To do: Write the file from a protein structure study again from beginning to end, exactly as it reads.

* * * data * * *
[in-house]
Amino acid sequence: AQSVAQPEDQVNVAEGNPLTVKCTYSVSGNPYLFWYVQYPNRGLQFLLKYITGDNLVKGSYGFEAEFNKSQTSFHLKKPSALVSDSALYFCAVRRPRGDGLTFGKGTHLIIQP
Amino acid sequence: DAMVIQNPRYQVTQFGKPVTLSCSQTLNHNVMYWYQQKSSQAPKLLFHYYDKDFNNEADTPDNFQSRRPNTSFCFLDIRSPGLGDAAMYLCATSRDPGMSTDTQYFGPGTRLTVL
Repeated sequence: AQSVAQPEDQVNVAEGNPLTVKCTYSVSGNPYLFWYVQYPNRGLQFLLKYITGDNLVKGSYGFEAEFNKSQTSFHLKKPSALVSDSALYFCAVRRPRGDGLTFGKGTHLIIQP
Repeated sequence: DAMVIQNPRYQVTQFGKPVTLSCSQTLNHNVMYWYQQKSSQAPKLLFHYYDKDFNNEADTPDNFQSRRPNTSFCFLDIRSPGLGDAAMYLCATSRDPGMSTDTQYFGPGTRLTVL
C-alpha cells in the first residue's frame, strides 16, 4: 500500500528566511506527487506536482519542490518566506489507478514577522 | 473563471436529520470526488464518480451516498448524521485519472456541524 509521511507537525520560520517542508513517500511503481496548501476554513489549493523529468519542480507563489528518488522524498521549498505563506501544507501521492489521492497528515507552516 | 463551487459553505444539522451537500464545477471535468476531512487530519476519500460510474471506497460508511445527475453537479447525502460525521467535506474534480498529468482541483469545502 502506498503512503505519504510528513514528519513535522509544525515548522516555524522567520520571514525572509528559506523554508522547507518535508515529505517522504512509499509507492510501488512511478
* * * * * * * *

[in-house]
Amino acid sequence: AQSVAQPEDQVNVAEGNPLTVKCTYSVSGNPYLFWYVQYPNRGLQFLLKYITGDNLVKGSYGFEAEFNKSQTSFHLKKPSALVSDSALYFCAVRRPRGDGLTFGKGTHLIIQP
Amino acid sequence: DAMVIQNPRYQVTQFGKPVTLSCSQTLNHNVMYWYQQKSSQAPKLLFHYYDKDFNNEADTPDNFQSRRPNTSFCFLDIRSPGLGDAAMYLCATSRDPGMSTDTQYFGPGTRLTVL
Repeated sequence: AQSVAQPEDQVNVAEGNPLTVKCTYSVSGNPYLFWYVQYPNRGLQFLLKYITGDNLVKGSYGFEAEFNKSQTSFHLKKPSALVSDSALYFCAVRRPRGDGLTFGKGTHLIIQP
Repeated sequence: DAMVIQNPRYQVTQFGKPVTLSCSQTLNHNVMYWYQQKSSQAPKLLFHYYDKDFNNEADTPDNFQSRRPNTSFCFLDIRSPGLGDAAMYLCATSRDPGMSTDTQYFGPGTRLTVL
C-alpha cells in the first residue's frame, strides 16, 4: 500500500528566511506527487506536482519542490518566506489507478514577522 | 473563471436529520470526488464518480451516498448524521485519472456541524 509521511507537525520560520517542508513517500511503481496548501476554513489549493523529468519542480507563489528518488522524498521549498505563506501544507501521492489521492497528515507552516 | 463551487459553505444539522451537500464545477471535468476531512487530519476519500460510474471506497460508511445527475453537479447525502460525521467535506474534480498529468482541483469545502 502506498503512503505519504510528513514528519513535522509544525515548522516555524522567520520571514525572509528559506523554508522547507518535508515529505517522504512509499509507492510501488512511478